*Rosters can be found by clicking on the hyperlink for the team.
Surprise Saguaros (Red Sox, Royals, Mets, Cardinals, Rangers)
Standout Pitcher: J.C. Sulbaran, SP, Royals, 22 years old
Standout Hitter: Kolten Wong, 2B, Cardinals, 23 years old
Bonus: Bryce Brentz, OF, Red Sox, 23 years old
With a 4.85 ERA and 1.53 WHIP in 439.2 professional innings, J.C. Sulbaran probably seems like an odd choice of pitcher to highlight. However, I’ll repeat a point I’ve made in previous Arizona Fall League (AFL) previews, numbers are just a small piece of the prospect picture. Sulbaran was acquired by the Royals at the trade deadline. Kevin Goldstein, formerly of Baseball Prospectus, ranked the dealt prospects after the trade deadline, and included a brief write-up for each. In his write-up, he repeated one word over and over again, inconsistent. Sulbaran is a pitcher who, according to multiple accounts, when he is on, looks like a future starter. Unfortunately, he isn’t consistently “on,” so to speak. His fastball can reach the mid-90s, but can dip back into the upper-80s during starts. His secondary pitches also lack consistency, with his curveball getting plus grades when he’s throwing it well. While with the Reds this year, he was striking out better than a batter per-inning (9.5 K/9), but walked too many hitters (4.6 BB/9). It all fell apart in six starts with the Royals, though, as his K/9 dipped to 8.3, and his walk rate spiked to 7.6 BB/9. He’ll look to right the ship in the AFL.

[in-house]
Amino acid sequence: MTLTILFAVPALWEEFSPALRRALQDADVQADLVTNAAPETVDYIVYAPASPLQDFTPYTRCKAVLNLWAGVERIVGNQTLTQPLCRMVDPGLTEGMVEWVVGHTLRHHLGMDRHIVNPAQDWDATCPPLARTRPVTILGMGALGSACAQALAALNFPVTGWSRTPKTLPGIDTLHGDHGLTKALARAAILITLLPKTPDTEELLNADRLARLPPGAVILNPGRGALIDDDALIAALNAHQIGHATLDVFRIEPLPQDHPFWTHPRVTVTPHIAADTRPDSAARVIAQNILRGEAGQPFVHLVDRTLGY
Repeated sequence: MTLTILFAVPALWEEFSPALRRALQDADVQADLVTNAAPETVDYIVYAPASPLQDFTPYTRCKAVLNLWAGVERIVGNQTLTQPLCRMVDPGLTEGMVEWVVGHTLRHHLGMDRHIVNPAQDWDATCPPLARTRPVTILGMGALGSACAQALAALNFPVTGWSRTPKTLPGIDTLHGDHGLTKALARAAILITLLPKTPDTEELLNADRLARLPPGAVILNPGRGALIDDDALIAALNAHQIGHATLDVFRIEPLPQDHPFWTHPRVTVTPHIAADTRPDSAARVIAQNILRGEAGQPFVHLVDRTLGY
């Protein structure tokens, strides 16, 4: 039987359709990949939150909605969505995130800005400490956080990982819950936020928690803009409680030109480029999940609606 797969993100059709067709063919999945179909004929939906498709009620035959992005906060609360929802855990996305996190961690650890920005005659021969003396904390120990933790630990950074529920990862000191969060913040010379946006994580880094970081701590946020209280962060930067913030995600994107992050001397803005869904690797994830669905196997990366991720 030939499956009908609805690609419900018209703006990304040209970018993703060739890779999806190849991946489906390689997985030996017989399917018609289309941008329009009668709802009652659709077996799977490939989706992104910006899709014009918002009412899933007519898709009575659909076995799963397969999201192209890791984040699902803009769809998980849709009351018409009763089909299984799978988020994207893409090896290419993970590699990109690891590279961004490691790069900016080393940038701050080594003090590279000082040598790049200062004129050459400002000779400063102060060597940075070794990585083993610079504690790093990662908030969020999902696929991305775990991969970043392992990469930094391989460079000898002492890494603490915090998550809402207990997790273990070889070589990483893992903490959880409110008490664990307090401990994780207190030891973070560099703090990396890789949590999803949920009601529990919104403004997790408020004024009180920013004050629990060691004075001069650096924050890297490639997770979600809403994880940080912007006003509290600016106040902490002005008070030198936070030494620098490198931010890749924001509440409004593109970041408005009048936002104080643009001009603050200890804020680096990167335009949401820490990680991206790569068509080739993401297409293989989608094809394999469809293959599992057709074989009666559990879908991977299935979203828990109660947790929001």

The most exciting prospect on the Saguaros is second baseman Kolten Wong. He doesn’t have superstar upside, but he brings a lot to the table. The tool that gets the most love is his hit tool, which should excite fantasy owners. Nick Faleris gushed about Wong in the Monday Morning Ten Pack, and he suggests that the youngster could stand out in the hitter friendly environment. He had an outstanding year with Double-A Springfield, hitting .287/.348/.405, making contact at a high rate, flashing some power and speed. I expect the Cardinals to give Wong a long look in Spring Training, and an early season MLB debut could be in order even if he doesn’t break camp with the team.
Most write-ups discussing Bryce Brentz feature one word in particular, streaky. Chris Mellen made mention of that in the September 17, Monday Morning Ten Pack. Take a look at his month-by-month splits as provided by Minor League Central. Brentz opened the season hitting a paltry .216/.266/.318, and followed by slashing .388/.439/.633 in the month of May. That was his biggest gap in slash lines between months, but it basically epitomizes his streakiness. The range of possibilities are wide for Brentz, as he could be a bat first corner outfielder capable of hitting around 25 home runs a year, or he could be a career minor leaguer that doesn’t make enough contact to utilize his plus power. Certainly not a skill set that will carry fantasy teams, but power always has a place on rosters, making Brentz a prospect worth monitoring in the AFL.